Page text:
Nature or Degree

It was the timing and tone of yesterday’s newspaper headlines that crossed the line for me: not any of the discussion about mental health and airline safety.  Of course, occupational health and fitness standards for pilots should be rigorous and we heard yesterday about annual testing, psychological testing, etc., etc..  By now, it may be easy to forget that when papers went to press on Thursday night, we still knew comparatively little about the pilot of the doomed flight.  We certainly did not know that he appears to have ripped up sick notes that were relevant to the day of the crash or what kind of condition they related to – we still don’t, as the German police have not confirmed it.  Whilst we did have suggestion that he had experience of depression and ‘burnout’ – whatever that means – we don’t know the nature or degree of this, do we?

There are other pilots, probably some of them flying as you read this, who have lived experience of depression.  For that matter there are people doing all manner of professional and other private things who have too.  I wonder how many moving cars you walked or drove past today and how many of their drivers have had or do have depression?  And yes, some people do end their own lives in ways that involve the use of vehicles – but we’re not proposing that everyone with any degree of depression, no matter its nature, should be stripped of their driving licence.  “How on EARTH was that man allowed to drive a car?!”  In case anyone is already thinking that the pilots actions cost another 149 lives remember there are almost 2,000 deaths a year on UK roads and that some of those figures will involve lives lost after deliberate actions involving vehicles.


Mental health professionals and mental health law talks about the ‘nature or degree’ of mental disorders. (I still detest that terminology – it is legal language). The Masked AMHP has written about this from his perspective as someone who has to interpret those terms in professional practice, but it essentially boils down to how acutely unwell are you and what is the nature or impact of that condition upon you. To give an example, 1 in 100 people have schizophrenia which can be accompanied by auditory hallucinations of one kind or another. For some patients, this is just another voice to listen to amongst many and causes little particular difficulty against the backdrop of a condition that they can live with an operate a relatively normal life. For others, internal voices are so devastating that it can lead to incredibly self-destructive behaviours and / or substance misuse to ameliorate the impact of them. Two patients such as these would be assessed differently, in terms of the ‘nature or degree’ of their condition.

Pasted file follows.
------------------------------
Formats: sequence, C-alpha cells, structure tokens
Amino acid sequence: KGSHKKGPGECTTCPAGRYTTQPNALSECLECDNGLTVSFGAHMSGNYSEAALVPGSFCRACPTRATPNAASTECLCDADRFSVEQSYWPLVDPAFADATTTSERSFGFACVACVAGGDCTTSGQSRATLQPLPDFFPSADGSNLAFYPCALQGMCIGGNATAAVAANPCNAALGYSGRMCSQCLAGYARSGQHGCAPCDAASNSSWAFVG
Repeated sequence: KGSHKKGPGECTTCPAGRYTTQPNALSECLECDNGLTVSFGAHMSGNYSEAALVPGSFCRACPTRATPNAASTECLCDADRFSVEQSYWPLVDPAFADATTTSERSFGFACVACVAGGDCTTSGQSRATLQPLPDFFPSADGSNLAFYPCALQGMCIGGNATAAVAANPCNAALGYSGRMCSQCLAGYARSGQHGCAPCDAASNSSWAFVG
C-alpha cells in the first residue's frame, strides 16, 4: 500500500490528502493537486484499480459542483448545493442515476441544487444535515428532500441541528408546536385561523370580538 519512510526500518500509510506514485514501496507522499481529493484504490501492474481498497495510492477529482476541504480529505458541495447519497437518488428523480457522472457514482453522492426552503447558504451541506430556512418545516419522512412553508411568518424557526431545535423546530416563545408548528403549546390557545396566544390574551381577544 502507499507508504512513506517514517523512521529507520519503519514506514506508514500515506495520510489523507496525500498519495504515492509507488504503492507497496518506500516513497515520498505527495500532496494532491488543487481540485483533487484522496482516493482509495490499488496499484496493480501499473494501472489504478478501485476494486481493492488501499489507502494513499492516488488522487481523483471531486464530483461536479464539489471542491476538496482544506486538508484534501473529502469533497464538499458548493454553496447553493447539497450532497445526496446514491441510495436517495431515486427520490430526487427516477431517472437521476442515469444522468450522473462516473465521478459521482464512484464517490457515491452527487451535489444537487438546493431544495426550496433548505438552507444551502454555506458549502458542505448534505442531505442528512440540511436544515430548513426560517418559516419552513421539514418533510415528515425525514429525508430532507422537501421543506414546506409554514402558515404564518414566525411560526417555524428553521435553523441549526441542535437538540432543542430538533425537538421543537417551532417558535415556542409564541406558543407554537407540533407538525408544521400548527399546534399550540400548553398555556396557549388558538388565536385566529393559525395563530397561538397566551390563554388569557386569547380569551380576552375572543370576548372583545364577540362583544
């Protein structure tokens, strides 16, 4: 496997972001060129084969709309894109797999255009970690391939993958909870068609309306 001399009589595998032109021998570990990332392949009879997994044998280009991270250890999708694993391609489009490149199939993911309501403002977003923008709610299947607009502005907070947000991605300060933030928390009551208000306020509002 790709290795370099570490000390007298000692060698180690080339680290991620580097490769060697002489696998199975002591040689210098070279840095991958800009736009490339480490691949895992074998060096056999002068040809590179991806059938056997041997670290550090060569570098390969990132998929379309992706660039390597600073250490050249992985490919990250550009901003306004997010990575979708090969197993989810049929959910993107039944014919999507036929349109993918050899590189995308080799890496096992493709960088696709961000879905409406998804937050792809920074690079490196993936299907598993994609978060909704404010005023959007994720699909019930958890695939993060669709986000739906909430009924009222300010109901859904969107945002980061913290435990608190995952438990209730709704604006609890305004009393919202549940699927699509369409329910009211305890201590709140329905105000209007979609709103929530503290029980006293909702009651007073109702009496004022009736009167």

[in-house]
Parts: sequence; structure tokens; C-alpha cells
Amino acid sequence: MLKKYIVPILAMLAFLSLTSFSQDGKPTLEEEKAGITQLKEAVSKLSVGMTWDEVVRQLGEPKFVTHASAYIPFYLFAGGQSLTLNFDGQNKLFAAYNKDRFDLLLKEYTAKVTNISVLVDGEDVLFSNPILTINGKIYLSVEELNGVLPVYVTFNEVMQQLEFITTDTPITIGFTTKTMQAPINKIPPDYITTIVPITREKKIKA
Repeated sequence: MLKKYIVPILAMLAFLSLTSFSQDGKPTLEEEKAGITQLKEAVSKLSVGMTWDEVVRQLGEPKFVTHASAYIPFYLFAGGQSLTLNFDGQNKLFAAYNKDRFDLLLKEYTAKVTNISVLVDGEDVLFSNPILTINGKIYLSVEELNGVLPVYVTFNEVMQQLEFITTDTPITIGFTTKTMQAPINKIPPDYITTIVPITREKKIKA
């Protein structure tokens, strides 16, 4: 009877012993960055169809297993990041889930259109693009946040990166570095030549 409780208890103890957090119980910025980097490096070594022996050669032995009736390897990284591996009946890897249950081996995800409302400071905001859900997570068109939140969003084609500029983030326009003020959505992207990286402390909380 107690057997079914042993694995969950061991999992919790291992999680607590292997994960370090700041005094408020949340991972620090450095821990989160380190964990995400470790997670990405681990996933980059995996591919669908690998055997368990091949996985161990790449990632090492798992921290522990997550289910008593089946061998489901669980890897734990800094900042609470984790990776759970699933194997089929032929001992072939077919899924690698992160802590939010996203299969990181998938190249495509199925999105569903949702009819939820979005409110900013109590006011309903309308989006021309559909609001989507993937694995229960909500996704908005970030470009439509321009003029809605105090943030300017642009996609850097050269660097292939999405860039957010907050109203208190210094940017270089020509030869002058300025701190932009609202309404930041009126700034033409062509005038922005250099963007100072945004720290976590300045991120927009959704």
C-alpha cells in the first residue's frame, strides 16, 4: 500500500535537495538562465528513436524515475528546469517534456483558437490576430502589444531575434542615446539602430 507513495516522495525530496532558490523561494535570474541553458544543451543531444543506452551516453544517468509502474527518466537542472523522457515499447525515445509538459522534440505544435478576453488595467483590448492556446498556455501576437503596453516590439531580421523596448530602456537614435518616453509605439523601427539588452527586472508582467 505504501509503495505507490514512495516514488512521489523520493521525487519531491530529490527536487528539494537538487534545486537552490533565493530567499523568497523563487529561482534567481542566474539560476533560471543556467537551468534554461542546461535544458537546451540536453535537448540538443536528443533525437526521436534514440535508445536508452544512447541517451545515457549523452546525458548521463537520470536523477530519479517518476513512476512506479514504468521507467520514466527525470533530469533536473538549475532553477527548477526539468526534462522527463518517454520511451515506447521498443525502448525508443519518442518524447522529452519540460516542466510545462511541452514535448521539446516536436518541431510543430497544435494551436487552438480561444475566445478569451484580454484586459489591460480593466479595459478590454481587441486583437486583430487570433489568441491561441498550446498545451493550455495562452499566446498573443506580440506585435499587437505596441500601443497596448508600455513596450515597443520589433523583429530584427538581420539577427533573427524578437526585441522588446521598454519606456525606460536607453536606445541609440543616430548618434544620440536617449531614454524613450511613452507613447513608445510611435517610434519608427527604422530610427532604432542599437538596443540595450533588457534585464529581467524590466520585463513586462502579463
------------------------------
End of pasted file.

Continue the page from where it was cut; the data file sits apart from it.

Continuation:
And my point on this issue is that we still don’t really know what’s going on factually and even if we did, we could not yet understand the ‘nature or degree’ of any depressive condition this pilot may have had.  Certainly not within 72hrs of the crash happening.  This is why the newspaper headlines were premature: maybe that pilot was diagnosed with a terminal condition a week before hand and took an impulsive decision as he struggled to come to terms; maybe he did have a serious depressive condition that he was hiding from his employer and was actively suicidal?  If that latter were true, then of course no-one would question a decision to ensure he didn’t fly a plane into a mountain at 500mph.  But let’s wait and see the full facts – even the German police added on Friday to what the prosecutor in Marseille has said about their working hypothesis and they kept that development vague, so who knows what it means?!